Today Russia's problem may just have become ours, but tomorrow our problem could become theirs, and if the Russians want to prevent that from happening, they need to cooperate with the U.S. and start becoming part of the solution rather than trying to sabotage global efforts for peace.
We would all like terrorism to disappear, but this is wishful thinking. There is no alternative to keeping a clear and cool mind, even in the face of the horror perpetrated by terrorist acts. If we lose our minds, terrorism wins.
Each new incident represents both a need and a fresh opportunity to say the same things over again: We're all in it together; there is no "us" versus "them"; Muslims and Americans are not each other's enemies; the fact that terrorism is wrong does not excuse bigotry.
While there is significant speculation about the meaning of the date and location of yesterday's horrific terror attack at the Boston marathon that killed 3 and injured over 170, physical evidence will yield some of the most important clues. One of the most important clues is a bomb's signature.
Until we know more, we won't have a place to "put" this tragedy in our minds in either "homegrown" or "foreign extremist." Somehow, however awful homegrown is, it seems less scary than the ineffable force of "foreign extremist."
Watching the television coverage of the Boston Marathon attacks, I found myself thrown five years back to a battlefield in Afghanistan. I've spoken with numerous veterans today and all echoed the same fear -- the tactics of our enemies abroad may finally have followed us home.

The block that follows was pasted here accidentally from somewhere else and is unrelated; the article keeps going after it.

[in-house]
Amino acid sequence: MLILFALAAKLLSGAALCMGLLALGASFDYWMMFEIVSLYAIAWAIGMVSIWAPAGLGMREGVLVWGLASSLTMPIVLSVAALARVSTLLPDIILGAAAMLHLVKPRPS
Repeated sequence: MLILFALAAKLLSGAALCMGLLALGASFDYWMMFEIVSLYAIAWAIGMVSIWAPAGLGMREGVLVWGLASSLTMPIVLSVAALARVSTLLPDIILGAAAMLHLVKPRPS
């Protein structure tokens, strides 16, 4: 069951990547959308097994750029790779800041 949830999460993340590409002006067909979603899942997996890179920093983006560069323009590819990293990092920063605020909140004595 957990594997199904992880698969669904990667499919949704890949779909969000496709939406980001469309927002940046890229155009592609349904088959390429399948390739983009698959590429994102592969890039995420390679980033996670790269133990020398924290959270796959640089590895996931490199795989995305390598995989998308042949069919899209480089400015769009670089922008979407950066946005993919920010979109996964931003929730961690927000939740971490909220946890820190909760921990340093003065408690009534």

Between watching Homeland and Zero Dark Thirty, you could be forgiven for thinking our nation's defense and counterterrorism operations are run by rail thin, whip-smart blonde women and a cadre of loyal but less brilliant men.
It's time to imagine another form of power for our future action. It's time to invent a new responsibility. The terrible fate of Syria today is a call for action. We must get out of the deadlock between systematic use of force or powerlessness.
With bipartisan concern clear and public interest in the program growing, now is the time for the Justice Department to explain fully its legal support for the program, or risk more claims of the Obama administration's hypocrisy.
Until this stereotype can be stripped away from "hard on terror" preventive counterterrorism strategies, the benefits gained in the traditional local community policing model of the 1990s are unlikely to be realized. And Muslim communities have the most to lose.
A military commission judge's attempt to explain this morning why the 9/11 pre-trial hearing being held at Guantanamo Bay was briefly blacked out from observers yesterday has only caused more confusion.
It was another chaotic day at the Guantanamo military commissions. When Khalid Sheikh Mohammed's lawyer started talking this afternoon about his request for information pertaining to his client's case, someone -- it's not clear who -- hit the censor button.
Khalid Sheikh Mohammed and his four co-conspirators have asked the government to preserve the notorious "black sites" where U.S. agents tortured detainees after the September 11, 2001 terrorist attacks. Here are five good reasons the government should do so.
In an opinion not yet publicly released by the Office of Military Commissions, the judge presiding over the trial of the five co-defendants accused of masterminding the September 11, 2001 terrorist attacks has said he won't decide whether the U.S. Constitution applies to the case.
Following home to Yemen the corpse of Adnan Latif, a Guantanamo prisoner cleared for release three separate times by the Defense Department but still held indefinitely, Laura Poitras' short film reminds us that we are all responsible for this ongoing tragedy.